For a school project, my teacher gave me a brand new Longer 3D printer to create parts with. After one good job, the printer cannot get past the raft creation without air printing. The thickness of the printed filament tapers down until no filament is coming out. I do not believe there is a jam in the hot end because if I remove the filament and cut off about 4 inches, the printer extrudes as normal.

I am using 1.75 mm PLA on a Longer 3D LK4.

When the problem occurs, the extruder continues as normal but prints out very little filament. The extruder drive gear also ticks backward as if it cannot supply enough force to move the filament forward.

I have tried decreasing the speed, increasing the temperature, turning off retractions, but none of those options seemed to have any effect on the problem.

If videos or pictures could be helpful let me know what to include.

My working idea of what's wrong is that heat creep is causing the filament inside of the heat sink to soften causing the filament to thicken and Jam. I could be wrong.

Failed Raft

Figure one highlighting how the filament thins over the course of the raft creation until no more filament is extruded.

Thickened Filament

Figure two showing how random parts of the filament is thicker than others. The thickness is noticeable and once I cut this section off, filament flows freely through the Bowden tube without friction. With this section, the filament is difficult to remove and requires more force.

I have tried:

  • increasing the interface thickness to 0.4 from 0.27 mm and from 0.4 to 1.0 mm
  • increasing the print speed from 50 mm/s to 90 mm/s allowing the printer to cool off. decreasing the temperature to 190 °C

During the print, I have noticed that the heat sink is hot to the touch during the raft creation but cools off once the fan starts spinning.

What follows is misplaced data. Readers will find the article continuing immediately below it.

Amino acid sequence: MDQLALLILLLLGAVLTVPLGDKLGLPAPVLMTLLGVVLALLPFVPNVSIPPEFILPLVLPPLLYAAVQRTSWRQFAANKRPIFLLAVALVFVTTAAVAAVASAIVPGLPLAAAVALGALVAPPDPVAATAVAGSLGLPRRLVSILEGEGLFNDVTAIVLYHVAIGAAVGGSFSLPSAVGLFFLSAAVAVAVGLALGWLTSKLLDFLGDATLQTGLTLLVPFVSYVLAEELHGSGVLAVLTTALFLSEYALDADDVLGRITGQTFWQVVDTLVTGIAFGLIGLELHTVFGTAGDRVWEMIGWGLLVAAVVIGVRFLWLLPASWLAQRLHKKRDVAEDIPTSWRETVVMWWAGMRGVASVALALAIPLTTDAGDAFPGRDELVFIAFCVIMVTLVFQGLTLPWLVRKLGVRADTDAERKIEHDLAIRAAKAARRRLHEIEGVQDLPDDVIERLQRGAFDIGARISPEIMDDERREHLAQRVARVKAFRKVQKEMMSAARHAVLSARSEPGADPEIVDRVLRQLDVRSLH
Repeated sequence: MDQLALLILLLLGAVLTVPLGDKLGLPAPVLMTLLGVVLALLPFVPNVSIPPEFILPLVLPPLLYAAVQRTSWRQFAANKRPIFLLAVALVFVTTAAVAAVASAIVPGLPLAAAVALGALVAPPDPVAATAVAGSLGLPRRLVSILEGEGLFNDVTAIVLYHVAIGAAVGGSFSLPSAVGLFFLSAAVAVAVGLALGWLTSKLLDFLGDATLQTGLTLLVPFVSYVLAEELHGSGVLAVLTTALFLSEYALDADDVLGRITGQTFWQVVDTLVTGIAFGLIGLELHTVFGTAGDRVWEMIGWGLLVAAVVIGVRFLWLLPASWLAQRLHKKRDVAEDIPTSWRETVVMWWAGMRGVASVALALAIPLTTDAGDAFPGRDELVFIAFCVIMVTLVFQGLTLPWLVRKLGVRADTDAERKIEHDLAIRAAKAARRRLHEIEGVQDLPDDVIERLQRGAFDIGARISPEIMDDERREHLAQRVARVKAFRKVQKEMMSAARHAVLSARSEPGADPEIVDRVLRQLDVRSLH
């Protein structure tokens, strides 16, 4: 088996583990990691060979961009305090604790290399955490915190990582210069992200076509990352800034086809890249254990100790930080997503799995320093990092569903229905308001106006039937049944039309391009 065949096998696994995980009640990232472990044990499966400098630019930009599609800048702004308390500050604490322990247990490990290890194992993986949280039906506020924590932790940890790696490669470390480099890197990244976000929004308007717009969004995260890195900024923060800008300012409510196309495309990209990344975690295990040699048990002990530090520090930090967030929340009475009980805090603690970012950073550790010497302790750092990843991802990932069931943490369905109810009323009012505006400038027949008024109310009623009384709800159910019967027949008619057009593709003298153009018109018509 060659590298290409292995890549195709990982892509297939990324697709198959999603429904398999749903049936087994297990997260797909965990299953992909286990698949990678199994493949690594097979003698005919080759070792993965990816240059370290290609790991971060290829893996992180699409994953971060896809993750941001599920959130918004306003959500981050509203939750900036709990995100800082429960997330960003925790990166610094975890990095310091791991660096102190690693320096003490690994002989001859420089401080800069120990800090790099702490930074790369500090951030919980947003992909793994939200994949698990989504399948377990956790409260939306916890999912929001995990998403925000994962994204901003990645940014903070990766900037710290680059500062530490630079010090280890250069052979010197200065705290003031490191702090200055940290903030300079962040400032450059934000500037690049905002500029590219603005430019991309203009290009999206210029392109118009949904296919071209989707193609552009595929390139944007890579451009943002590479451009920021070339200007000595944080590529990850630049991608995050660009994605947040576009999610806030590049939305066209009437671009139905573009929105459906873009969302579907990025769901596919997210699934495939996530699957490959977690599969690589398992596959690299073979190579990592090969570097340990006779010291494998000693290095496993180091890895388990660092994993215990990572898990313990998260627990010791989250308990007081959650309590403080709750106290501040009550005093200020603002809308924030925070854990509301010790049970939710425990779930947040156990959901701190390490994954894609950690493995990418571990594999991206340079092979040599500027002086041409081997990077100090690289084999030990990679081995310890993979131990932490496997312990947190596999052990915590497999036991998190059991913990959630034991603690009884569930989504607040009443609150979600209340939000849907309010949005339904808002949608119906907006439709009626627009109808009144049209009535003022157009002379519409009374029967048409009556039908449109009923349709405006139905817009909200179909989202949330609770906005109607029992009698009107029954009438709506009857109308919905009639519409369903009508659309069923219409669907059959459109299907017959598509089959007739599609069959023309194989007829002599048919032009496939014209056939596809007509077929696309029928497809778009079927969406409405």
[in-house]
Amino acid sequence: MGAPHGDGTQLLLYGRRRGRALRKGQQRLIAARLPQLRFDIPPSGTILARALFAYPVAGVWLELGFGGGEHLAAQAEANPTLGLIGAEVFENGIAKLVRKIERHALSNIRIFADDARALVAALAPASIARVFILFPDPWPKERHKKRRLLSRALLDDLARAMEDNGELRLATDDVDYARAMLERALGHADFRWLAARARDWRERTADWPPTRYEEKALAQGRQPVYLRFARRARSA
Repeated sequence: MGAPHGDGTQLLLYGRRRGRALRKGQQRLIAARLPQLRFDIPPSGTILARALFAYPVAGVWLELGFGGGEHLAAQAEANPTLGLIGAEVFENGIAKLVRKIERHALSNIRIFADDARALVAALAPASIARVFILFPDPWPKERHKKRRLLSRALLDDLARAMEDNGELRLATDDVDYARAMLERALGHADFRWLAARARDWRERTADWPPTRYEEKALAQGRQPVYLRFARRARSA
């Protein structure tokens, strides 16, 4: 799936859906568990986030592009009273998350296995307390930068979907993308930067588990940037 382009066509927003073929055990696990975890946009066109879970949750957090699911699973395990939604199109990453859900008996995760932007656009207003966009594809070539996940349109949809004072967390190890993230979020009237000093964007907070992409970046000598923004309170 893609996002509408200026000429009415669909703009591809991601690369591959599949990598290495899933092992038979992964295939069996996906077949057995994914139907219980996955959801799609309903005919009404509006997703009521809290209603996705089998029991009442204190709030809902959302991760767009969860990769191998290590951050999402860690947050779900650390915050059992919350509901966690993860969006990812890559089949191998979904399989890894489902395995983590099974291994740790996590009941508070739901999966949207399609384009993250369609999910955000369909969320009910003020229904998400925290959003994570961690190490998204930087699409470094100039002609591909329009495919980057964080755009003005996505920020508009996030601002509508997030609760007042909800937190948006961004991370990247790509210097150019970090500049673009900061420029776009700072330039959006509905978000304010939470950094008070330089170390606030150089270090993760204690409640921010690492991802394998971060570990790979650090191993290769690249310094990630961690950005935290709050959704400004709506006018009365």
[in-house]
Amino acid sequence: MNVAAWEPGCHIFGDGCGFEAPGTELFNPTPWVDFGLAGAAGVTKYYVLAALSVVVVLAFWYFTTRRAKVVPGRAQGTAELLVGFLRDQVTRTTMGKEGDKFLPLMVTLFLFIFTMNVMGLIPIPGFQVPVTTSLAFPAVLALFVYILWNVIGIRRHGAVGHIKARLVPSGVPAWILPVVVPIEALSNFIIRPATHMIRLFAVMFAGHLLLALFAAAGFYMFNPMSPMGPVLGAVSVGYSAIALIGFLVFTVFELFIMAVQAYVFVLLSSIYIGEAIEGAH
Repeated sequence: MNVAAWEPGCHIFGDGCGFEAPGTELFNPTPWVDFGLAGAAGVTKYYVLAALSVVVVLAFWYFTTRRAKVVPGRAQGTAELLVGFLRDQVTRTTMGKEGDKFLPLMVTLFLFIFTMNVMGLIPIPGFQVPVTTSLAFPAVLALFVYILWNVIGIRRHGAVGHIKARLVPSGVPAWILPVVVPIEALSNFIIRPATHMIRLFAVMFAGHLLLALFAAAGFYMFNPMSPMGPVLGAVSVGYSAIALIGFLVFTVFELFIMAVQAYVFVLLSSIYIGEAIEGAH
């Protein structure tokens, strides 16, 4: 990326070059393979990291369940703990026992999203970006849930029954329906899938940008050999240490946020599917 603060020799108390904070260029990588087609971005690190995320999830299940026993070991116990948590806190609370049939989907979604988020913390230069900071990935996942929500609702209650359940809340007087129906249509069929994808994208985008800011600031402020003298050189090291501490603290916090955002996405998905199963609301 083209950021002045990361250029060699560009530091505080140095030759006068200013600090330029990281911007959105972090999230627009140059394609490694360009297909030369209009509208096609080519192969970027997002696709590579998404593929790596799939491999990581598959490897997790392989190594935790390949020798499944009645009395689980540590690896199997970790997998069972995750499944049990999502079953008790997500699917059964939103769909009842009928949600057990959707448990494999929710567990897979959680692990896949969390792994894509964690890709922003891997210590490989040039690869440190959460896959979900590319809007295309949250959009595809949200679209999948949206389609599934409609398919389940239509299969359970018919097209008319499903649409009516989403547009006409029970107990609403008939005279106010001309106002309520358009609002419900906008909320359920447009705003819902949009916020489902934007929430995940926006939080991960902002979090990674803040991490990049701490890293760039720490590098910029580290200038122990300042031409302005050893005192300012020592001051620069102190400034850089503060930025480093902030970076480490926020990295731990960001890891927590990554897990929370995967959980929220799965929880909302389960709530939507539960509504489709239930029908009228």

The fan does not spin at all during the creation of the raft. But spins at full speed once the actual print has begun. Longer does not have a setting inside their software to change this.

I have gotten a few really small prints to work with print surfaces smaller than 2 cm wide

The prints themselves turn out great if they get past the raft stage (only for small prints). This additionally leads me to believe that heat creep is the problem and that the fan not being on is the cause.

Let me know if you have any ideas.

  • $\begingroup$ Here's links with heat creep and a Bowden tube: Here's links with heat creep and a Bowden tube:; 3dprinting.stackexchange.com/questions/8193/… : $\endgroup$
    – Perry Webb
    Commented Feb 25, 2021 at 18:37
  • 1
    $\begingroup$ People describing heat creep with a Bowden tube describe the filament widening at the end like your picture $\endgroup$
    – Perry Webb
    Commented Feb 25, 2021 at 18:40
  • $\begingroup$ huh... The filament might be uneven... $\endgroup$
    – Trish
    Commented Nov 18, 2022 at 16:25

3 Answers 3


I have noticed that the heat sink is hot to the touch during the raft creation but cools off once the fan starts spinning.

The fan cooling the hot end should always be "on" when you start the printer, or at least cool the hot end when the print starts (it is possible if you use a Raspberry Pi and OctoPrint to control relays to have the fan switch on just before starting printing).